Indigenous Peoples • 1h 25m
Directed by Lisa F. Jackson, Sarah Teale • Documentary • 2017 • 83 minutes
A multi-billion dollar American development is poised to engulf a small coastal community in Mexico with a mega hotel/condo complex. But local people are banding together to save their way of life and the delicate ecosystem on which they all depend. This powerful yet intimate documentary reveals how rampant, unsustainable development is destroying communities, ecosystems and long-held ways of life all over the world - and how it can be stopped.
What are the rights of small, under-represented communities in the face of global business interests and unsustainable development and what can they do to stand up for those rights and their way of life? For the last year Rosario, who is one of the leaders of the Punta Lobos Fishermen's Cooperative, has been asking these questions and pushing the fishermen and the town to stand up for their rights. He is being supported by his 29 year-old daughter Maria Salvatierra and John Moreno, a young, charismatic Mexican lawyer.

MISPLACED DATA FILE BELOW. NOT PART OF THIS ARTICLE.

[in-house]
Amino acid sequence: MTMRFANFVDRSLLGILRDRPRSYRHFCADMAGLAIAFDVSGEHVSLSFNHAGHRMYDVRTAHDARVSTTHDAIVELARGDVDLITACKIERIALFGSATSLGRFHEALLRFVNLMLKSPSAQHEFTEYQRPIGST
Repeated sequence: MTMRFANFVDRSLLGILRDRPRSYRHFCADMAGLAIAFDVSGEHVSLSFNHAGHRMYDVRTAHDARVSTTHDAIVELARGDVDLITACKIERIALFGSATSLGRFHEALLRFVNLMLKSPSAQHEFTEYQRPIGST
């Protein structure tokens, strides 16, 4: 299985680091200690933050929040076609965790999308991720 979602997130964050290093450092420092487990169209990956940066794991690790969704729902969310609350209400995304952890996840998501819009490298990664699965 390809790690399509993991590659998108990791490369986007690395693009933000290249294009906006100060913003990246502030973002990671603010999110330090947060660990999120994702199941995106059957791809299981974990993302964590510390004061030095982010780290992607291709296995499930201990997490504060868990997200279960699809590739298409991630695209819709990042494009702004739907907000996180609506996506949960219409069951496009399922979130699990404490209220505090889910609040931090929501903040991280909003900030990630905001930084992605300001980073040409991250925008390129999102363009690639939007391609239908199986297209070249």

"This expertly crafted film captures the resolve of the people as they battle to protect their heritage, their patrimonio, their right to the water and the land."—Full Frame Documentary Film Festival